4. Solubility of halogens in water Solubility of halogen decrease when goes down to Group 17. Fluorine is the most soluble halogen among the Group 17 because enthalpy change of hydration of fluorine is very exothermic. Furthermore, fluorine can form hydrogen bond with water. Both chlorine and bromine are considerably soluble in water and form an acid and acid halide via disproportionation reaction (oxidation and reduction occur simultaneously on the same substance), while iodine is sparingly soluble in water. Equation : Cl2 (g) + H2O (l) → HCl (aq) + HOCl (aq) Br2 (g) + H2O (l) → HBr (aq) + HOBr (aq) Iodine aqueous solution can be prepared by dissolving iodine in potassium iodide (KI) aqueous solution and form a brown solution of I3-. Equation : I2 (s) + I- (aq) ↔ I3- (aq)
bleaching agent. The hypohalous acid formed can be used as ………………… When hypohalous is exposed to sunlight, it will decomposed and
oxygen is evolved. Hypochlorous acid and hypobromous acid both give different reaction. 2 HOCl 2 HCl (aq) + O2 (g) Overall : 2 Cl2 + 2 H2O
4 HCl (aq) + O2 (g)
As extra notes, halogens also dissolve in organic solvent such as
tetrachloromethane, CCl4, or benzene solution.
Halogen Colour in aqueous solution Colour in organic solvent (CCl4)
Chlorine, Cl2 Bromine, Br2
6.2 Chemical properties of Group 17 elements Halogens are strong oxidising agent. This is supported with the value of standard reduction potential where Eo = + 2.87 V ½ F2 (aq) + e- F– (aq) ½ Cl2 (aq) + e- Cl– (aq) Eo = + 1.36 V Stronger oxidising ½ Br2 (aq) + e- Br– (aq) Eo = + 1.07 V agent – o ½ I2 (aq) + e- I (aq) E = + 0.54 V A displacement reaction can take place between halogens. Using this method, the reactivity of halogen can also be deduced. The following mixture of halide and halogen are added and observation is made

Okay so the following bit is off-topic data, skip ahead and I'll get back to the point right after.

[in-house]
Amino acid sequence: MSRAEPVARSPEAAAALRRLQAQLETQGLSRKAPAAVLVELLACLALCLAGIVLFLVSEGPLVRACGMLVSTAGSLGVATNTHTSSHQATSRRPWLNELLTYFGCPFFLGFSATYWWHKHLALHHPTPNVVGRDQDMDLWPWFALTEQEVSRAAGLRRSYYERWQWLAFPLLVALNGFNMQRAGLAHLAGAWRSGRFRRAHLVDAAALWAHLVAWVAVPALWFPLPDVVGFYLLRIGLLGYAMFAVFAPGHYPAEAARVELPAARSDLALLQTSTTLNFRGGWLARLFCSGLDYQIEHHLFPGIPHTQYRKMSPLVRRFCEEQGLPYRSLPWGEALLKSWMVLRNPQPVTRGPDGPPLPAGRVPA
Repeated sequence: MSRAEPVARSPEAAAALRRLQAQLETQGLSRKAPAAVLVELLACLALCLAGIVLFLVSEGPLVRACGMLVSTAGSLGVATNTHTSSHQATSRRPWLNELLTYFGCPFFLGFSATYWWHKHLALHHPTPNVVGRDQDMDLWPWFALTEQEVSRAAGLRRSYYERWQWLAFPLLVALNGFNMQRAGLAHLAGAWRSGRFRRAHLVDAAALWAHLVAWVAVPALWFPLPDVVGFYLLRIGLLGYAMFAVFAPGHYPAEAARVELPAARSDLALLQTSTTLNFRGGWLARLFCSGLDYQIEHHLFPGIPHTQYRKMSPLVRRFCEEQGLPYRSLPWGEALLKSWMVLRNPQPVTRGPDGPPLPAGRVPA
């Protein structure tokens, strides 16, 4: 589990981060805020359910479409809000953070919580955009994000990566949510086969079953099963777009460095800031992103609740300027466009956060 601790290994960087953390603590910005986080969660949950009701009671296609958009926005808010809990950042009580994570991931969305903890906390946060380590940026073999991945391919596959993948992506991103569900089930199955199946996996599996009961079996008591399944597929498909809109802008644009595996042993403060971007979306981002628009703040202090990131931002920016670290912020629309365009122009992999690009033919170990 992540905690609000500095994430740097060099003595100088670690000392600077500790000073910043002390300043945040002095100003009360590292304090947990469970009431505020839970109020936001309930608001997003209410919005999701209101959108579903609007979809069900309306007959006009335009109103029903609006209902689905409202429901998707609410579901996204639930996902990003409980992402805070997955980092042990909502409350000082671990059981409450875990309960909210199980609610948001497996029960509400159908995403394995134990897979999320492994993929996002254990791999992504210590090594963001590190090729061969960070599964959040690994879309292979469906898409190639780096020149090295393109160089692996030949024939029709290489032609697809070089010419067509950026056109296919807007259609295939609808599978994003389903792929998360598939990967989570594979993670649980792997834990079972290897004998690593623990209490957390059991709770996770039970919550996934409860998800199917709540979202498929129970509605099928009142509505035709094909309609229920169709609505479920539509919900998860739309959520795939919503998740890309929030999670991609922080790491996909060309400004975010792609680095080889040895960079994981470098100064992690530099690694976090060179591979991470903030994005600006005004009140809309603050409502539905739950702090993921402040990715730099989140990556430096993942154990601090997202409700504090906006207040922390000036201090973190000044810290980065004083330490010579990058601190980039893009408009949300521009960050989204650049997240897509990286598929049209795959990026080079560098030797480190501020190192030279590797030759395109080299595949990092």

Chlorine in Tetrachloromethane Colourless solution is added to aqueous in CCl4 turned potassium bromide brown (KBr).
Reactants : Cl2 + BrSo the half equation for reaction: Cl2 + 2e- 2 Cl- E0 = + 1.36 V 2 Br- Br2 + 2e- E0 = - 1.07 V -------------------------------------------Cl2 + 2 Br- 2 Cl- + Br2 Ecell = + 0.29 V Since the Ecell is positive, the reaction is spontaneous.
Bromine in tetrachloromethane is added to aqueous potassium iodide (KI)
Reactants : Br2 + ISo the half equation for reaction: Br2 + 2e- 2 Br- E0 = +1.07 V 2 I- I2 + 2eE0 = - 0.54 V -------------------------------------------Br2 + 2 I- 2 Br- + I2 Ecell = + 0.53 V Since the Ecell is positive, the reaction is spontaneous.
Brown colour in CCl4 turn purple colour.
Iodine is tetrachloromethane Purple colour in is added to aqueous CCl4 remain potassium chloride unchanged (KCl)
Reactants : I2 + ClSo the half equation for reaction: I2 + 2e- 2 IE0 = + 0.54 V 2 Cl- Cl2 + 2e- E0 = - 1.36 V -------------------------------------------I2 + 2 Cl- 2 I- + Cl2 Ecell = – 0.82 V Since the Ecell is negative, the reaction is non-spontaneous.
5.2.1 Changing of iron (II) ion to iron (III) ion and vice versa Given the half equation of iron (II) ion and iron (III) ion and its standard reduction potential. Fe3+ (aq) + e- Fe2+ (aq) E∅ = + 0.77 V If the halogen aqueous solution is added to iron (II) ion, Fe2+, solution respectively Chlorine in iron (II) ion aqueous solution. Reactants : Cl2 + Fe2+ ; So the half equation for reaction: Cl2 + 2e- 2 ClE0 = + 1.36 V Fe2+ Fe3+ + eE0 = – 0.77 V Cl2 + 2 Fe2+ 2 Cl- + 2 Fe3+ Ecell = + 0.59 V Since the Ecell is positive, the reaction is spontaneous. Obs : pale yellow solution dissolve in green solution to form yellow solution Bromine in iron (II) ion aqueous solution. Reactants : Br2 + Fe2+ ; So the half equation for reaction: Br2 + 2e- 2 BrE0 = + 1.07 V Fe2+ Fe3+ + eE0 = – 0.77 V Br2 + 2 Fe2+ 2 Br- + 2 Fe3+ Ecell = + 0.30 V Since the Ecell is positive, the reaction is spontaneous. Obs : brown solution first dissolve in green solution and form yellow solution
Iodine in iron (II) ion aqueous solution.